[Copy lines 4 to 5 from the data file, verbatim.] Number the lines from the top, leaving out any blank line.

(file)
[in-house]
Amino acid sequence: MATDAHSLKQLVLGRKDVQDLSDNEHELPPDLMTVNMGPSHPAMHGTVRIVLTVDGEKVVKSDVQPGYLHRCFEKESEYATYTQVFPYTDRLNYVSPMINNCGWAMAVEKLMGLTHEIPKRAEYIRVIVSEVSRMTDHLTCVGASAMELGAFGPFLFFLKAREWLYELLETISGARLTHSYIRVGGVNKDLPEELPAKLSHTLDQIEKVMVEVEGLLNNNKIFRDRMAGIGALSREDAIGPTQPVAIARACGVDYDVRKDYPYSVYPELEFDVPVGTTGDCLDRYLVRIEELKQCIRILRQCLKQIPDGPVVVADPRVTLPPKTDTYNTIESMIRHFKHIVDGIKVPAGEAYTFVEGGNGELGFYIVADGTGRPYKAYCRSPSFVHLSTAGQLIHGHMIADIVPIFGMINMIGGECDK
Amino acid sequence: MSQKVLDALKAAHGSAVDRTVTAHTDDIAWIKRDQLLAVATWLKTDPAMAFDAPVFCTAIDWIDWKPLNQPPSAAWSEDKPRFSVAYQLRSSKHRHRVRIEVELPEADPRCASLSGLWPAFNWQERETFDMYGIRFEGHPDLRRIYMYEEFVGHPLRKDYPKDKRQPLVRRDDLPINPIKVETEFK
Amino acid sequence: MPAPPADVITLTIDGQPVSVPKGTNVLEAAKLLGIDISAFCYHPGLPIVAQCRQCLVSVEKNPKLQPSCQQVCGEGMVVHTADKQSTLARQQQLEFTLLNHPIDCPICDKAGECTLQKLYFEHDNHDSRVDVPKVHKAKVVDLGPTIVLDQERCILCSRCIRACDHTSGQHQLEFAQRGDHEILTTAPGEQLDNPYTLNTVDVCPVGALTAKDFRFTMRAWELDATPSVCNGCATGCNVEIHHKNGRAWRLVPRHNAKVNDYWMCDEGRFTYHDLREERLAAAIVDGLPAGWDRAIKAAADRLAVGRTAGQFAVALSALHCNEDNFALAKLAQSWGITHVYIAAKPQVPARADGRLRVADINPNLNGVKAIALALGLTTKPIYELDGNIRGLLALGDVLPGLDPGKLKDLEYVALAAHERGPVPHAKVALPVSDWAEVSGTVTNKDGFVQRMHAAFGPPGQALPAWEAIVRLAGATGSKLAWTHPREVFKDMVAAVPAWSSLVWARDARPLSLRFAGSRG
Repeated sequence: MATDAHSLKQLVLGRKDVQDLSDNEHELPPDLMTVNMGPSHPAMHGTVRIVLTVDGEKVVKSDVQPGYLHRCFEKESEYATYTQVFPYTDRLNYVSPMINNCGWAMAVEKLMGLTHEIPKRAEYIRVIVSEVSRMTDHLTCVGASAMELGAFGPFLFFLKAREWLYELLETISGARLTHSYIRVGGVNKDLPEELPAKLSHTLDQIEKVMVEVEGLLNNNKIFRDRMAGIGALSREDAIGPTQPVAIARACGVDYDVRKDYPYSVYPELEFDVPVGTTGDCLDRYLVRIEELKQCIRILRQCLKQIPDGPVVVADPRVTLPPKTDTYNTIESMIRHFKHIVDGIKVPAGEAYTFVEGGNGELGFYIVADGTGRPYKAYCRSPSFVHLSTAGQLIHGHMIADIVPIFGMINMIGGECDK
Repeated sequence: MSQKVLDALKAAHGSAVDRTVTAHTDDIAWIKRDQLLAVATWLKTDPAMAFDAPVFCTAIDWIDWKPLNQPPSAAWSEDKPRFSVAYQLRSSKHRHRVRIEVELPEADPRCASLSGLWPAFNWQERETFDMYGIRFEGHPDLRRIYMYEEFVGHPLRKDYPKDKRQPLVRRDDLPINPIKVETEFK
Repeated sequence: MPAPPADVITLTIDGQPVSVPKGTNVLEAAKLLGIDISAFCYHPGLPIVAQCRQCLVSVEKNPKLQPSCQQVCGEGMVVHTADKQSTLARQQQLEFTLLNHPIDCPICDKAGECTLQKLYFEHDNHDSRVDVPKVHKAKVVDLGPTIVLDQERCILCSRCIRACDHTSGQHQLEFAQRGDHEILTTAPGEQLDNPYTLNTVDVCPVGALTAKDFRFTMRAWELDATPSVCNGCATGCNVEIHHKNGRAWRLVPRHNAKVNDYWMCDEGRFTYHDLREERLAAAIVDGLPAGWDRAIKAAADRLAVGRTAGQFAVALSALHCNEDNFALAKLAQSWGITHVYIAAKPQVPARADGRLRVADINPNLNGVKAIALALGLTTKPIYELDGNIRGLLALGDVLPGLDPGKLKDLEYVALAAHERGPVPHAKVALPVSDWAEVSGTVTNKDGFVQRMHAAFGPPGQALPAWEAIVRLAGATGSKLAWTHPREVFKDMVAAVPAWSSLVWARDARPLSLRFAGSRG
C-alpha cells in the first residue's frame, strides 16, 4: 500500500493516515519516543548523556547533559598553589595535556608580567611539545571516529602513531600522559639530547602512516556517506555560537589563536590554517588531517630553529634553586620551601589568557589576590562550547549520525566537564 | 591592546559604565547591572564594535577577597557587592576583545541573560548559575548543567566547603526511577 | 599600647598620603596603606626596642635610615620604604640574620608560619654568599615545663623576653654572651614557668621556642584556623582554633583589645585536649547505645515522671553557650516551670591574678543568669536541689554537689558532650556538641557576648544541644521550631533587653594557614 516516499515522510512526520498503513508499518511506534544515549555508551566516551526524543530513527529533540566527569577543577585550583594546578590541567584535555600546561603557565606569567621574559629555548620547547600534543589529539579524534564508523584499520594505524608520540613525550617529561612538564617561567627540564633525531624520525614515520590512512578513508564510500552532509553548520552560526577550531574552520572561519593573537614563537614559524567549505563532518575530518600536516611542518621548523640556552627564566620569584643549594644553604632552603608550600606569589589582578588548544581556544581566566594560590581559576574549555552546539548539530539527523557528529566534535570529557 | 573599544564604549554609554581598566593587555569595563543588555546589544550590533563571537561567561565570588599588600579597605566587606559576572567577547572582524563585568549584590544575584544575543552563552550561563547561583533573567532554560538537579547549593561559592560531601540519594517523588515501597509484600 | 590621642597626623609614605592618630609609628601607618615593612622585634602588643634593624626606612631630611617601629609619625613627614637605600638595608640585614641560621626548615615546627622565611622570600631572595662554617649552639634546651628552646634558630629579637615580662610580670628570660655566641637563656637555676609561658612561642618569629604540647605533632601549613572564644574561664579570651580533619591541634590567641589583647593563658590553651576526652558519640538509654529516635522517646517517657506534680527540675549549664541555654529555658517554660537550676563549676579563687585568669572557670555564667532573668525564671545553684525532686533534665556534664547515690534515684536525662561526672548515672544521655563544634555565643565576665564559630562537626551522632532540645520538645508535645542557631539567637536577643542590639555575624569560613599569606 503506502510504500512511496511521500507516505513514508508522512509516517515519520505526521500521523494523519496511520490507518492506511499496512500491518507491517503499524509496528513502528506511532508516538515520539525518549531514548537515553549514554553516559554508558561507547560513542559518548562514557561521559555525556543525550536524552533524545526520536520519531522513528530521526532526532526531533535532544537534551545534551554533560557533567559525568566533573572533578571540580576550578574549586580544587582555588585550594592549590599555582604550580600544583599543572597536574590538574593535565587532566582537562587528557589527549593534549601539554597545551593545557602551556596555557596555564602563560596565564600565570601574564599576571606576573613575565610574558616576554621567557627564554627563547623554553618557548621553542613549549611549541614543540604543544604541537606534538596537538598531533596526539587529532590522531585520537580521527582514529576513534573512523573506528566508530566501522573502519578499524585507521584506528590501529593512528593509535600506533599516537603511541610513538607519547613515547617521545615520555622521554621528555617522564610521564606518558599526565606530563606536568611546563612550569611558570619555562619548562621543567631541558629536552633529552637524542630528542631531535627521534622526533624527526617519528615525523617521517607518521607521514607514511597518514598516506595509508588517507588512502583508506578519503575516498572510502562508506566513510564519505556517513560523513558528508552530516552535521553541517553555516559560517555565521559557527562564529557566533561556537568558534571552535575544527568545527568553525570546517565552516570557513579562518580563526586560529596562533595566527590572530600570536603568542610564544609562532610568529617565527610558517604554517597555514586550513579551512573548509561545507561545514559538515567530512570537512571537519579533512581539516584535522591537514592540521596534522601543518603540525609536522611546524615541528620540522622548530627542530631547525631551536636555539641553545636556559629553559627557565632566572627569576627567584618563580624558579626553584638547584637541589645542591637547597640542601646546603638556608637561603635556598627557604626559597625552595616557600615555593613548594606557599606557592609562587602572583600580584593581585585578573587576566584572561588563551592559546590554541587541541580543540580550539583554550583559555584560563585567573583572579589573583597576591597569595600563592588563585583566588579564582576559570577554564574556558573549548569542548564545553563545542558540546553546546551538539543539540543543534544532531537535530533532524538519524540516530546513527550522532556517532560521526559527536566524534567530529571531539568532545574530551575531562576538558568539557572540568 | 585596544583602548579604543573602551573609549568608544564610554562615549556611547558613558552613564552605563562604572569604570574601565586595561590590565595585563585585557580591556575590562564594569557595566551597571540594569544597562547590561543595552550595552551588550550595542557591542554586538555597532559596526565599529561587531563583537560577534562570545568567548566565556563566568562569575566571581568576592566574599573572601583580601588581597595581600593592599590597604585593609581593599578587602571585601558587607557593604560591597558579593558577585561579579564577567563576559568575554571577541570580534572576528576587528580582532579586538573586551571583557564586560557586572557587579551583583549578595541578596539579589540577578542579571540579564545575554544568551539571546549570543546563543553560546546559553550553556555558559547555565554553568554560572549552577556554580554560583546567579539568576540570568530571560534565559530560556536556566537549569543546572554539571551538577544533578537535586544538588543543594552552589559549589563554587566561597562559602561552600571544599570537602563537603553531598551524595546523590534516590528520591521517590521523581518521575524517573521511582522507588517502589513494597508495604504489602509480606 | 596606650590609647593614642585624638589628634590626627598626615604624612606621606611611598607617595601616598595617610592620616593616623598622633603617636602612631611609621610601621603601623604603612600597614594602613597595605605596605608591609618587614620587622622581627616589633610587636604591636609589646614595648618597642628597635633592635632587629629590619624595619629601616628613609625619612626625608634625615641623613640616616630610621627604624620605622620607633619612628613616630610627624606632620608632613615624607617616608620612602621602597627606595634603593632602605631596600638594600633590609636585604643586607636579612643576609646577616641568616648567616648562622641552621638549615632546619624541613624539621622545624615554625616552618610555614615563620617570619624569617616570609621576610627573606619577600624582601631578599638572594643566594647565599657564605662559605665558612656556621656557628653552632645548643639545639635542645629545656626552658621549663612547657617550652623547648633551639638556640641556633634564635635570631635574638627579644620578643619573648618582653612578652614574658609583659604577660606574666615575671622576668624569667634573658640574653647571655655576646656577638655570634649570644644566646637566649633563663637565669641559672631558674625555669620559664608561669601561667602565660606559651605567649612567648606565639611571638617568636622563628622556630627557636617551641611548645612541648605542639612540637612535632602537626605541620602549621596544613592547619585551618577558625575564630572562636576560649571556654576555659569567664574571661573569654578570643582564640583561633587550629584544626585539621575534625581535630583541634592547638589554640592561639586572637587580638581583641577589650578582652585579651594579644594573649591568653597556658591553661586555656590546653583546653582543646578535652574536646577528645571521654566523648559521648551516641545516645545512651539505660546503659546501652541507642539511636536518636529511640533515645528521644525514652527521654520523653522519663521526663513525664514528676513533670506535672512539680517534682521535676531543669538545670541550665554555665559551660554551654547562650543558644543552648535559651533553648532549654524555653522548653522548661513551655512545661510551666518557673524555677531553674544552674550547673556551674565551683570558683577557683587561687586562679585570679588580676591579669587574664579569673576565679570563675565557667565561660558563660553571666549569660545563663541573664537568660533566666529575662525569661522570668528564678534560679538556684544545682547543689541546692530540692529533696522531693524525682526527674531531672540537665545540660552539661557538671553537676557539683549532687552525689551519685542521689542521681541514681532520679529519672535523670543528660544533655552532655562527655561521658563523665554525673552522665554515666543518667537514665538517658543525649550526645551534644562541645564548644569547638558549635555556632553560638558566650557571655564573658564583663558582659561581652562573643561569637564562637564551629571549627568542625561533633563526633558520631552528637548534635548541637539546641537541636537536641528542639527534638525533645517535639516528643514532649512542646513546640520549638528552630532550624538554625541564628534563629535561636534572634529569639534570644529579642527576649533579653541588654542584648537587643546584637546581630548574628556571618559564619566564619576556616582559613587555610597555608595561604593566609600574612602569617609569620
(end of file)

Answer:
Amino acid sequence: MPAPPADVITLTIDGQPVSVPKGTNVLEAAKLLGIDISAFCYHPGLPIVAQCRQCLVSVEKNPKLQPSCQQVCGEGMVVHTADKQSTLARQQQLEFTLLNHPIDCPICDKAGECTLQKLYFEHDNHDSRVDVPKVHKAKVVDLGPTIVLDQERCILCSRCIRACDHTSGQHQLEFAQRGDHEILTTAPGEQLDNPYTLNTVDVCPVGALTAKDFRFTMRAWELDATPSVCNGCATGCNVEIHHKNGRAWRLVPRHNAKVNDYWMCDEGRFTYHDLREERLAAAIVDGLPAGWDRAIKAAADRLAVGRTAGQFAVALSALHCNEDNFALAKLAQSWGITHVYIAAKPQVPARADGRLRVADINPNLNGVKAIALALGLTTKPIYELDGNIRGLLALGDVLPGLDPGKLKDLEYVALAAHERGPVPHAKVALPVSDWAEVSGTVTNKDGFVQRMHAAFGPPGQALPAWEAIVRLAGATGSKLAWTHPREVFKDMVAAVPAWSSLVWARDARPLSLRFAGSRG
Repeated sequence: MATDAHSLKQLVLGRKDVQDLSDNEHELPPDLMTVNMGPSHPAMHGTVRIVLTVDGEKVVKSDVQPGYLHRCFEKESEYATYTQVFPYTDRLNYVSPMINNCGWAMAVEKLMGLTHEIPKRAEYIRVIVSEVSRMTDHLTCVGASAMELGAFGPFLFFLKAREWLYELLETISGARLTHSYIRVGGVNKDLPEELPAKLSHTLDQIEKVMVEVEGLLNNNKIFRDRMAGIGALSREDAIGPTQPVAIARACGVDYDVRKDYPYSVYPELEFDVPVGTTGDCLDRYLVRIEELKQCIRILRQCLKQIPDGPVVVADPRVTLPPKTDTYNTIESMIRHFKHIVDGIKVPAGEAYTFVEGGNGELGFYIVADGTGRPYKAYCRSPSFVHLSTAGQLIHGHMIADIVPIFGMINMIGGECDK